Milliken blazed paths in areas other than business. He was, after all, a man who read four newspapers a day – before the Internet – and whose childlike curiosity led him to do things, as an adult, like crawl under machines to see how they worked.
In the 1960s, Milliken helped fund the founding of the modern, conservative Republican Party in South Carolina. Later, he gave liberally to numerous conservative politicians, including the late U.S. Sens. Jesse Helms, R-N.C., and Strom Thurmond, R-S.C., as well as President Ronald Reagan.
Milliken gave Republican candidates so much money that dismayed Democrats took to calling him “Daddy Warbucks.”
Just smart business
In the workplace, Milliken’s life record contained contradictions.
In the 1950s, he drew national publicity when he closed a Darlington mill, throwing some 500 workers out of a job, rather than let them unionize. But he also kept 700 workers — he called those he employed “associates” — on the payroll in 1995 for six months after a plant in LaGrange, Ga., burned down while it was being rebuilt.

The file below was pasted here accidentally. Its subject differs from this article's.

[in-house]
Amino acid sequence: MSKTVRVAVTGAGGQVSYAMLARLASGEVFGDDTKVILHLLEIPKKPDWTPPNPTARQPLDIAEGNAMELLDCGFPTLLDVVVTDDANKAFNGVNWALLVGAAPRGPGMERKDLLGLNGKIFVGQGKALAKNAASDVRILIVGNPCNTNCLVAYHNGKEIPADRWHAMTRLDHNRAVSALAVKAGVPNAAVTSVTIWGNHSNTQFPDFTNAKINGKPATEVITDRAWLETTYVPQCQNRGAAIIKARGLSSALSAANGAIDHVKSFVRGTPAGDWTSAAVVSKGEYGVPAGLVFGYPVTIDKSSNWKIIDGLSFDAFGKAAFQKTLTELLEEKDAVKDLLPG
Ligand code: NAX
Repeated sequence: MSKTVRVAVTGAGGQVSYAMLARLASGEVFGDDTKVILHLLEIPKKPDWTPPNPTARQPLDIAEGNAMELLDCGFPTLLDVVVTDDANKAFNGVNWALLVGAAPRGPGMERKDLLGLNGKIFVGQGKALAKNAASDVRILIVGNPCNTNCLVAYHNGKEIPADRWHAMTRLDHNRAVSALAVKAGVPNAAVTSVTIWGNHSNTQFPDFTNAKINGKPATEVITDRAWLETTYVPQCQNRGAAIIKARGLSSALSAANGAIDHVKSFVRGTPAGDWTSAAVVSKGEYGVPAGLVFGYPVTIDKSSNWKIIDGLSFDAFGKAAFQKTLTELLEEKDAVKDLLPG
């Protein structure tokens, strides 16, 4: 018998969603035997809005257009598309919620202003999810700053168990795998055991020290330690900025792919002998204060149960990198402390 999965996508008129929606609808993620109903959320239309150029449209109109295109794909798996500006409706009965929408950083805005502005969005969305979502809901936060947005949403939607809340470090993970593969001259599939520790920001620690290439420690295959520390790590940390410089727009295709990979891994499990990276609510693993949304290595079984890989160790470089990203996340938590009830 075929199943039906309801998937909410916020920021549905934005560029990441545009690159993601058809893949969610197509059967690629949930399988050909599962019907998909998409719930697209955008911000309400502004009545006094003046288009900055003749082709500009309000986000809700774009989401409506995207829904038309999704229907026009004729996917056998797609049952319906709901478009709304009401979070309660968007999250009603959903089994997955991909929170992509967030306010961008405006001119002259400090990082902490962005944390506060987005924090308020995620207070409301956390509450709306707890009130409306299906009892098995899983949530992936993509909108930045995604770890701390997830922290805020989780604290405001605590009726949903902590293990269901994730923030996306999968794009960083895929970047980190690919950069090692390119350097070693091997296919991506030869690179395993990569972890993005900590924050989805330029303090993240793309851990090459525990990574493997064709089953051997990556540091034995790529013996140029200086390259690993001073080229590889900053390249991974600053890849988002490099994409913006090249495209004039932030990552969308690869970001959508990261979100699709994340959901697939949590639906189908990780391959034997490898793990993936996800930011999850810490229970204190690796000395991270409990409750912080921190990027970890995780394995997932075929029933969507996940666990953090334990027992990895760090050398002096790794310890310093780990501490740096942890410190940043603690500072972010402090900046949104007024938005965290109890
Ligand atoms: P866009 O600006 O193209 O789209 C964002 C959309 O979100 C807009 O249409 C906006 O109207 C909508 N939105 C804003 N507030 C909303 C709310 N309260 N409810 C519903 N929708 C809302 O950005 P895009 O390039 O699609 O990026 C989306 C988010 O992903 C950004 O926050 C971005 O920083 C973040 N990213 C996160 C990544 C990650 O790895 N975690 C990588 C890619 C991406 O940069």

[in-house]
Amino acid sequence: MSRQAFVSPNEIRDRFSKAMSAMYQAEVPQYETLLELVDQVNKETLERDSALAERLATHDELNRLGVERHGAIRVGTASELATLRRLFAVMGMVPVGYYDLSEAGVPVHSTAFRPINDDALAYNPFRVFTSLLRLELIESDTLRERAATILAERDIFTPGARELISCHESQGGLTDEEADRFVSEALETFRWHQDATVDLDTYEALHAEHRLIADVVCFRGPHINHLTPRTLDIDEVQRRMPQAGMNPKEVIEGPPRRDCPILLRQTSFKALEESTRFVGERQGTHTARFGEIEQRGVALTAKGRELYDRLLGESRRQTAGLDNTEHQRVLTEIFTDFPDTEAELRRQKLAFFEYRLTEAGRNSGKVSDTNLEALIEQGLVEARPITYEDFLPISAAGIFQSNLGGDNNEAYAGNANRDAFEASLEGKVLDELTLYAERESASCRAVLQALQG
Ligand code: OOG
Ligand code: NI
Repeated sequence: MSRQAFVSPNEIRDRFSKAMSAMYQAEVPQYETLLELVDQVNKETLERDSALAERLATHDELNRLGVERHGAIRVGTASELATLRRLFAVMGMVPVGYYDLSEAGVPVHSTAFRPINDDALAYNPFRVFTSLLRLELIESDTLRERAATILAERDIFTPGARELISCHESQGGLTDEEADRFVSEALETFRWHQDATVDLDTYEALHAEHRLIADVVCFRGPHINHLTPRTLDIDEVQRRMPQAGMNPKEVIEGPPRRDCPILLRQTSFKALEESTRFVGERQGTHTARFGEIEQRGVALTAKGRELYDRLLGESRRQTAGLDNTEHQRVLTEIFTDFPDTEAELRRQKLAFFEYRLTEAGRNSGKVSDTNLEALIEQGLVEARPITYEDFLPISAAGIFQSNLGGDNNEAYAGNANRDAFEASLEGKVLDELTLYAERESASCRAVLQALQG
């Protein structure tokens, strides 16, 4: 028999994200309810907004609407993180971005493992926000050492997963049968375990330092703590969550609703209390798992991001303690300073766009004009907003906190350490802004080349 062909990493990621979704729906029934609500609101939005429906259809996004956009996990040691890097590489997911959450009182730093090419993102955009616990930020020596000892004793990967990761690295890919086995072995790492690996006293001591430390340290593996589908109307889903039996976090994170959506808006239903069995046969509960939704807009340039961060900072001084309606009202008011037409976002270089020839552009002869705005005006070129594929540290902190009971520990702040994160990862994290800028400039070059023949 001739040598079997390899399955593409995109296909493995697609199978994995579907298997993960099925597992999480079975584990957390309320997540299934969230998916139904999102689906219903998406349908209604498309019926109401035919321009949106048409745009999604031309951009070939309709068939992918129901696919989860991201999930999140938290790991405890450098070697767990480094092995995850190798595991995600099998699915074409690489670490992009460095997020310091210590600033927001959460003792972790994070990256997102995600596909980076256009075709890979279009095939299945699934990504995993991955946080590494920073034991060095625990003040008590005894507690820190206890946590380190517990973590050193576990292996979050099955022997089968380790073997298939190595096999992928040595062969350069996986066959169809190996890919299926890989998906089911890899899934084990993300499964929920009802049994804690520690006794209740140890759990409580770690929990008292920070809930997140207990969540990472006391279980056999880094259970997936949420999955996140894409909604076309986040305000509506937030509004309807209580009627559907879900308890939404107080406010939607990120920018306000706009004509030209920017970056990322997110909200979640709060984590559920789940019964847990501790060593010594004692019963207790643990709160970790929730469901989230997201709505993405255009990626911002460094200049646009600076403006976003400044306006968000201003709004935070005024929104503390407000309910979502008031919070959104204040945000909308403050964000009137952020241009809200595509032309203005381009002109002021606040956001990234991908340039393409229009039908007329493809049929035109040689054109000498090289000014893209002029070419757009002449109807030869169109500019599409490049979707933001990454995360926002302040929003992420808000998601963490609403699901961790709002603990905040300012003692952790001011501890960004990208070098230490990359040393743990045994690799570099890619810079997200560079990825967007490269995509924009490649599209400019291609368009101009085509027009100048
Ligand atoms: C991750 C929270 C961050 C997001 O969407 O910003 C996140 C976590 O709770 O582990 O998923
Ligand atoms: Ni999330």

In his later years, Milliken’s manufacturing sites won international, national and state awards for workplace safety, quality products, innovative hiring and employee development practices.
As an environmentalist, Milliken was responsible for giving millions of dollars to plant trees on and around his company’s 650-acre main campus in Spartanburg. He also gave money to plant trees at local interstate on and off ramps. He liked touches of beauty – skylights, ponds and fountains at his plants – and, despite not believing in climate change, was an enthusiastic supporter of solar and wind power developments.